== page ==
A study published in the journal PNAS has examined the effects of the antimicrobial triclosan in mice. The authors report an association between triclosan use and tumour prevalence. This analysis was accompanied by a roundup.
Title, Date of Publication & Journal
The commonly used antimicrobial additive triclosan is a liver tumor promoter
November 2014, PNAS
Study’s main claims – and are they supported by the data?
The paper does not prove the claim that TCS use promotes tumor growth in humans.
The authors of the paper state early in their discussion that their findings highlight a need for further animal experiments, “To date, it is challenging … to translate findings to human health”, and epidemiology studies to determine exposure in humans, “longitudinal epidemiology studies examining the correlation of TCS body concentrations and liver disease should be carried out in the future”
Within the paper there are three experiments reported:
– The authors state, there is little current research on the effects of TCS. The experiments are of novel interest at a scientific level to promote further interest in the effects of TCS
– As made clear by the authors, there is little evidence on exposure levels in humans, so the dosage regime chosen my not relate to a clinically realistic level (~68.8 mg/kg and ~28.6 mg/kg daily for 6 months in each experiment respectively)
– Single figure for human exposure given as ~0.05 mg/kg daily (for toothpaste usage), no further comment on human exposure levels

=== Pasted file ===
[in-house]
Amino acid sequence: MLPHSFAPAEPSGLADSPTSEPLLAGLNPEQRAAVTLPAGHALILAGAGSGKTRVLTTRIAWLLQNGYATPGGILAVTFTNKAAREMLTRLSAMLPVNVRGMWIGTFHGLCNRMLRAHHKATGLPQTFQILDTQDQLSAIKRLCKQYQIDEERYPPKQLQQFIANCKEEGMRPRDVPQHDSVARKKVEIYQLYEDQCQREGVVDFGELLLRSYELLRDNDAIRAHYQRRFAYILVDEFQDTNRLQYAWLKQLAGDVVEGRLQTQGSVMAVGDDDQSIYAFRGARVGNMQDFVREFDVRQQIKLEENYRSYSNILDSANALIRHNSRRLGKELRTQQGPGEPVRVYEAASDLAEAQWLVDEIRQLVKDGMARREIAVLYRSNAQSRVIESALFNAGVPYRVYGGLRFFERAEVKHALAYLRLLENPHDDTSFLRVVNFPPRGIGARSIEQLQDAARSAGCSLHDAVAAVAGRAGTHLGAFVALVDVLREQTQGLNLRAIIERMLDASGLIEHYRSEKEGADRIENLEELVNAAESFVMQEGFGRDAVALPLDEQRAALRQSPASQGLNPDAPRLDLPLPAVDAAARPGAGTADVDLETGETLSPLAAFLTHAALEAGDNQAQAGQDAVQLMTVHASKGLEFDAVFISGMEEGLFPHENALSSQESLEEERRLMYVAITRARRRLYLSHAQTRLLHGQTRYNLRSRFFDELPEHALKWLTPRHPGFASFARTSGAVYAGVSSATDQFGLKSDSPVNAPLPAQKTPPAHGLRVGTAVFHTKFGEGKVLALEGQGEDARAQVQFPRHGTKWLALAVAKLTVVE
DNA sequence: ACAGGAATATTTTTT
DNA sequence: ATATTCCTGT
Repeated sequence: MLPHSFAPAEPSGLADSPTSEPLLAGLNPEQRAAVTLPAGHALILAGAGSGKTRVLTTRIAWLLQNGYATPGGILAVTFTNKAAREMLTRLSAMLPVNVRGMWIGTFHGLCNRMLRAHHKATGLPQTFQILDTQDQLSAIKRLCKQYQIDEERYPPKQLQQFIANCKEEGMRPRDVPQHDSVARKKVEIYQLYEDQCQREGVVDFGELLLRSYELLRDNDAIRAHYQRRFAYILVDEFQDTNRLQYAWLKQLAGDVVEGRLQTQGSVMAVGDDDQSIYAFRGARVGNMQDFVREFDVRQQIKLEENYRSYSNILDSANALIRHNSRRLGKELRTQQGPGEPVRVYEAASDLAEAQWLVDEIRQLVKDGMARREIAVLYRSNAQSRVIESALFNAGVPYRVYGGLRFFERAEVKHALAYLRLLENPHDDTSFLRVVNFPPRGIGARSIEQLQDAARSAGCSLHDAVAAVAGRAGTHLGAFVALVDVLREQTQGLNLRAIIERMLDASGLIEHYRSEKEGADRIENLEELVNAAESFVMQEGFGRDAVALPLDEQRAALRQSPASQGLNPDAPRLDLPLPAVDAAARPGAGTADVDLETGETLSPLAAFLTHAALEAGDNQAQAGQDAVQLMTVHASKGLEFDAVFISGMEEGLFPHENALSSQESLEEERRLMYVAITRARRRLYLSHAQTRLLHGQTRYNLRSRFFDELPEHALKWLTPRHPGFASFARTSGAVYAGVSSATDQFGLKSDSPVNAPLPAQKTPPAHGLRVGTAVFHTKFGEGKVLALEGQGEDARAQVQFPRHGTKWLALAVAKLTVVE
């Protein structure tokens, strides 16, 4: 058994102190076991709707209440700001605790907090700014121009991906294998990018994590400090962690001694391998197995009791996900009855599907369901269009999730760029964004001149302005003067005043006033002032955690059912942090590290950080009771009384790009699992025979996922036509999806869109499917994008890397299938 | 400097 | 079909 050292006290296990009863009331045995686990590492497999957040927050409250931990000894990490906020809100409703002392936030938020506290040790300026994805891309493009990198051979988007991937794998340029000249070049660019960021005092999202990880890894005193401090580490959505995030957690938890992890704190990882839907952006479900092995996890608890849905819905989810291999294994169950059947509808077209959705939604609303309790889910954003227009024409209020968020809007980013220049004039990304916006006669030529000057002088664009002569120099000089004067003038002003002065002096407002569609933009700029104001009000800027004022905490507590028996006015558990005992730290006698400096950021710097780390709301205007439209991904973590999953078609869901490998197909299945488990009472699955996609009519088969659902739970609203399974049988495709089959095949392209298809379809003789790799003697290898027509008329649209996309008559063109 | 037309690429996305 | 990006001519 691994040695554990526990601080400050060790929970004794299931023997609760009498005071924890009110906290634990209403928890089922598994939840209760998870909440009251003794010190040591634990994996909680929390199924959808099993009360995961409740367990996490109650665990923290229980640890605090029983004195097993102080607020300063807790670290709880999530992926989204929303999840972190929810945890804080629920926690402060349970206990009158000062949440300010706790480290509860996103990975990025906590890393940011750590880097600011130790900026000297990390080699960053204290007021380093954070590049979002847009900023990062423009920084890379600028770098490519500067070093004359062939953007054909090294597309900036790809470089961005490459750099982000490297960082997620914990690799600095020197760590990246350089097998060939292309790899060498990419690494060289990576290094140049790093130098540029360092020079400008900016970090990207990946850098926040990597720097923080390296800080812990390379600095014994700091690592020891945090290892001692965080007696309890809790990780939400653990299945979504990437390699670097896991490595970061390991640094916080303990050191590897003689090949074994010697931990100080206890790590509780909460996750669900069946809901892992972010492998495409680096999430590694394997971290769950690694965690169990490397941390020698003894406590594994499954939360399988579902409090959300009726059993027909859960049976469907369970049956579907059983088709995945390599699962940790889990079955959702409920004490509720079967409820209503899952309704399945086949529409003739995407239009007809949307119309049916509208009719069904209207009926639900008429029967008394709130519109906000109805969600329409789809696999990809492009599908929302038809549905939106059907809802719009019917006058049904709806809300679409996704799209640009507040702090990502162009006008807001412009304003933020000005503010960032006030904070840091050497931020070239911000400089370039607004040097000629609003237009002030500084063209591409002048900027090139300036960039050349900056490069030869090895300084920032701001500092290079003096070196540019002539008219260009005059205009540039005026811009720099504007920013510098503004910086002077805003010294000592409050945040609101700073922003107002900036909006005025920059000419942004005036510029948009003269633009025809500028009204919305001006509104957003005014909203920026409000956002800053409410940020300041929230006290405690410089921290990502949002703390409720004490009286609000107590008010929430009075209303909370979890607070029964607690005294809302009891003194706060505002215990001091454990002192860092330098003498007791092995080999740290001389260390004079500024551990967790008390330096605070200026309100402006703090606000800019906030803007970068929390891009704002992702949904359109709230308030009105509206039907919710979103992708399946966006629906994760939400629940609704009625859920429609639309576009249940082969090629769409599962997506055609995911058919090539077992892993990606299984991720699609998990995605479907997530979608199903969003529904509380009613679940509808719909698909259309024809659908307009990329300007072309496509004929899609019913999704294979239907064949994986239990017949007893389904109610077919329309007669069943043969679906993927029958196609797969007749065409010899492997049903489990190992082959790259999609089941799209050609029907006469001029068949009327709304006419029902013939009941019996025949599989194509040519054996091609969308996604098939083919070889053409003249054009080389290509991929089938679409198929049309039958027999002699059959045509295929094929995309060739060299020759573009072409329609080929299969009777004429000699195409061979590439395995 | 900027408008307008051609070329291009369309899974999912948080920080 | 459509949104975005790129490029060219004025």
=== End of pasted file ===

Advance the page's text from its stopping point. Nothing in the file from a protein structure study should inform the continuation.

– Low sample sizes: twelve (6 control verses 6 treated); a matched sub-experiment on three pairs (6 mice); three group comparison (30-35 mice per group)
– Only a single TCS dose level was investigated, there is no discussion on whether there is a non-linear dose response (does double the exposure lead to double the risk?)
– As for dose levels, the end point of six months is not related to human exposure levels and durations
– The explanation of the sequence of experiments is not entirely clear, specifically what was pre-planned verses ad hoc testing (was the study protocol fully pre-determined)
– Unclear whether the statistical analyses were corrected for multiple testing (e.g. Fig. 2A consists of 11 separate comparisons, only CAR is reported as statistically significant at the 5% level. However, with 11 separate tests we would expect at least one to be significant roughly 4 times out of 10. Combined with small sample sizes the evidence is probably not as strong as stated)
Longitudinal – measurements taken on the same individuals over time (e.g. monthly blood pressure)
Epidemiology – study of pattern of disease in a populations
TCS – Triclosan [5-chloro-2-(2,4-dichlorophenoxy)phenol]
Multiple testing – a 5% significance level is incorrect (so-called Type I Error) 5% of the time (i.e. by chance we will see a significant result 1 in 20 times). If we perform twenty independent tests, we would expect at least one of them to be significant by chance. Hence, when performing many tests – so-called multiple testing- as in this paper, we must account for this.
Any specific expertise relevant to studied paper (beyond statistical)?
The reviewer is not an expert in biochemistry, animal studies, or diseases of the liver. The comments are in regard to the statistical evidence provided within the paper for any conclusions made or implied.
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